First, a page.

IPOH, Sept 6 — A local heritage association has discovered cave paintings estimated to be between 2,500 and 4,000 years old in Gua Kanthan in Chemor here.
Various paintings on the walls and roof of the cave looked as though they have been scribbled with dark charcoals and red colourings in the shape of boats, humans, the sun and animals. The team also found snail shells believed to be of the ‘Brotia Spinola’ type and the skeletal remains of a turtle.
Perak Natural Heritage Geopark Tourist Guides Association (Geonat) advisor Ching Boon Tat said the paintings were discovered when he and two of his colleagues were exploring the area two weeks ago.
This is the first cave painting found in Gua Kanthan. The paintings still look good and does not appear to have deteriorated. Most probably the cave was used as a settlement by humans of the Neolithic period.
“We have found paintings in the shape of a ship 150cm long with 10 humans in it and a drawing in the shape of the sun and animals like monitor lizards and chicken,” he said to Bernama recently.
Ching said the association hoped that the finding of the drawings could be studied further in detail by archaeologists to gather more accurate information so that the findings could be preserved.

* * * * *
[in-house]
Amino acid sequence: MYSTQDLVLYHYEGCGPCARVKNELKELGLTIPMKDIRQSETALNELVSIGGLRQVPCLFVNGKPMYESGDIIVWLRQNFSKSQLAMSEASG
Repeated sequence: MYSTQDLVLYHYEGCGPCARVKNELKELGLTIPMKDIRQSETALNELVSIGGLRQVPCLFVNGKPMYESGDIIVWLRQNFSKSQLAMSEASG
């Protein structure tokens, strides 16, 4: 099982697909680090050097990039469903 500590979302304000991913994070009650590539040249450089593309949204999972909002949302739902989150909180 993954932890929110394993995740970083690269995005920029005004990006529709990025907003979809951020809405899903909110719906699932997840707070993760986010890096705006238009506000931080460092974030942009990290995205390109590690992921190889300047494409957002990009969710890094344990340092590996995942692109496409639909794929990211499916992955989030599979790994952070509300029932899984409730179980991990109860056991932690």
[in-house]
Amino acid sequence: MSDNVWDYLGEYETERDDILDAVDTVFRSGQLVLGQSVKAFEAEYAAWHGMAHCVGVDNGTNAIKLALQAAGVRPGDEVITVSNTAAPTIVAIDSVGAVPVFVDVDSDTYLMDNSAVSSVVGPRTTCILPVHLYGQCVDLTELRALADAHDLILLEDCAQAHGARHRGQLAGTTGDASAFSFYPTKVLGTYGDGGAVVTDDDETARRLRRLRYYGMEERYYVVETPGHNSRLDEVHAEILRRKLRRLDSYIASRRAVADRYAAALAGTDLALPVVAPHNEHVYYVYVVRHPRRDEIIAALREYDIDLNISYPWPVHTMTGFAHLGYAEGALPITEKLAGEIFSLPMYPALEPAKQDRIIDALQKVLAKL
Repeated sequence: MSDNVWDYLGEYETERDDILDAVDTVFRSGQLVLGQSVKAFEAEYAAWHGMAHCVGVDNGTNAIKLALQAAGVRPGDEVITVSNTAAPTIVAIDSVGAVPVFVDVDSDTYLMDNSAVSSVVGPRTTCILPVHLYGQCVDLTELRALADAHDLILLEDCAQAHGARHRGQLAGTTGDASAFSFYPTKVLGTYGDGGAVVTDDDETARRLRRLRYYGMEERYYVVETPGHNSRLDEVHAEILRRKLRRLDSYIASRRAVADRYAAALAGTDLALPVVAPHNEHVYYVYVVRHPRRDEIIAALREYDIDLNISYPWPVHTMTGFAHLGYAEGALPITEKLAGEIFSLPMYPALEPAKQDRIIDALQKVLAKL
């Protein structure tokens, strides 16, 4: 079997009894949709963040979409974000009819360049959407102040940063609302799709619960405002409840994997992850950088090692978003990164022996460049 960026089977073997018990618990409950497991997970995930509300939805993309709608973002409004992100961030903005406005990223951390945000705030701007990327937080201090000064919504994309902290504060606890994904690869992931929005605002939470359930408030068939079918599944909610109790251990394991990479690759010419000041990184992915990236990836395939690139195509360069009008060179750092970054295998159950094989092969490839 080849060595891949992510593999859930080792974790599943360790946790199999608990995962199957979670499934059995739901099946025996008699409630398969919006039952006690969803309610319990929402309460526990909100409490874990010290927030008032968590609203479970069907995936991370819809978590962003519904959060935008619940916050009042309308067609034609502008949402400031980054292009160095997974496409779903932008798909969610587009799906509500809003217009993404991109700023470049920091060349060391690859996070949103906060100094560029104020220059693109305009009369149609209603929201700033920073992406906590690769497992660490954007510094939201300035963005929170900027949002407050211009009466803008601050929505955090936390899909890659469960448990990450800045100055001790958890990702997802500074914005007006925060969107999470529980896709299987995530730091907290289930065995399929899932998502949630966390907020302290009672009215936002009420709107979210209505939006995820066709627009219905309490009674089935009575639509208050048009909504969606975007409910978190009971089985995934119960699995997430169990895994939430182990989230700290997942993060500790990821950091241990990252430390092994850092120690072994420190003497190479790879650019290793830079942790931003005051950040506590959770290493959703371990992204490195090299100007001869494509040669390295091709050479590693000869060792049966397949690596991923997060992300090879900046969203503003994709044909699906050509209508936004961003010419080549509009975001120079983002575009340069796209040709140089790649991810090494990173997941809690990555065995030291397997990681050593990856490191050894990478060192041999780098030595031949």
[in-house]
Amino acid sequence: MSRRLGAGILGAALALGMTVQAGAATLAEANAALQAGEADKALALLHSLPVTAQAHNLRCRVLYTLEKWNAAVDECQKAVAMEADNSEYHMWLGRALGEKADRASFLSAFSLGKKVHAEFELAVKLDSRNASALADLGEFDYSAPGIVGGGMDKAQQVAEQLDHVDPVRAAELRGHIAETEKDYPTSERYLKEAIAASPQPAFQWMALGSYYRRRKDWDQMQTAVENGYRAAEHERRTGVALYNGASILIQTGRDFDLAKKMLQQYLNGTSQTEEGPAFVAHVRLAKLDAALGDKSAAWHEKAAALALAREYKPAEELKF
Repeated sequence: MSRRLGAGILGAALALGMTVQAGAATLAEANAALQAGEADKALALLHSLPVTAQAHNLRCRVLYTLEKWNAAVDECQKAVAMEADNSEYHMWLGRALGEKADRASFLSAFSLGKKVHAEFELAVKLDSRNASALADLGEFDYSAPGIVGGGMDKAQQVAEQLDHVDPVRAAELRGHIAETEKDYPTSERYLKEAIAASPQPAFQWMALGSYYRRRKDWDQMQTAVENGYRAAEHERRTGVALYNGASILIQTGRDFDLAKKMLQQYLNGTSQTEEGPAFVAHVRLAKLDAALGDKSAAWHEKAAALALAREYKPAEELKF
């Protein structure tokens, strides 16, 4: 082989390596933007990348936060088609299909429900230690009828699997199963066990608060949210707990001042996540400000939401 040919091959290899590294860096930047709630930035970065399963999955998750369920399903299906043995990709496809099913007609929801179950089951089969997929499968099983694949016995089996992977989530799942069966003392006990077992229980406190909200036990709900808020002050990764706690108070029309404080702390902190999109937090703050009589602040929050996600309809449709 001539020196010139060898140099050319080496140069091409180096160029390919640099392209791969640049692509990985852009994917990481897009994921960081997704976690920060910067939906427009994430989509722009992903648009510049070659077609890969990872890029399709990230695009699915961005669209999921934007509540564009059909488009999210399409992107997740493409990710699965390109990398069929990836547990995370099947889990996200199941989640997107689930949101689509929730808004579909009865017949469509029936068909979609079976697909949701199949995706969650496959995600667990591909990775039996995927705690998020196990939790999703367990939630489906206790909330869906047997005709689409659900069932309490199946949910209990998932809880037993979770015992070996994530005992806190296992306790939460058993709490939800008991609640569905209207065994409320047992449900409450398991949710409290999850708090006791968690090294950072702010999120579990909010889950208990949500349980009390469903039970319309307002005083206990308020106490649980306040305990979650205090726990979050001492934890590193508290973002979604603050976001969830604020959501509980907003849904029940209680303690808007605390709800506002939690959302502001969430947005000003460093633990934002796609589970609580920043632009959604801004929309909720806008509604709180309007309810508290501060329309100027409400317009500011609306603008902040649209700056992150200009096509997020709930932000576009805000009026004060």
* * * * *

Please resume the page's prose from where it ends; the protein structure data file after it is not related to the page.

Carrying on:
“We have not done a scientific or special study. Instead, we only conducted a general study among association members without the involvement archaeologists. We need to study the paintings and check the cave area using carbon dating,” he said.
Meanwhile an archaeologist with Universiti Sains Malaysia (USM)’s Global Archaeological Research Centre, Saw Chaw Yeh when contacted said a thorough study needed to be done to identify the exact age of the drawings.
She said generally red-coloured wall paintings have been found to be in existence in Southeast Asia since the Neolithic time where paintings using black charcoal had been used probably for hundreds of years.
“We have not been able to identify the period when the drawings were made. We don’t have an icon or symbol that can assist us in determining the exact date of the drawing.
“Normally, humans in the ancient age would use ‘hematite’ which is a type of stone commonly used in limestone caves in Malaysia. And most probably, at that time they mixed the stone with blood or fruits to draw,” she said. — Bernama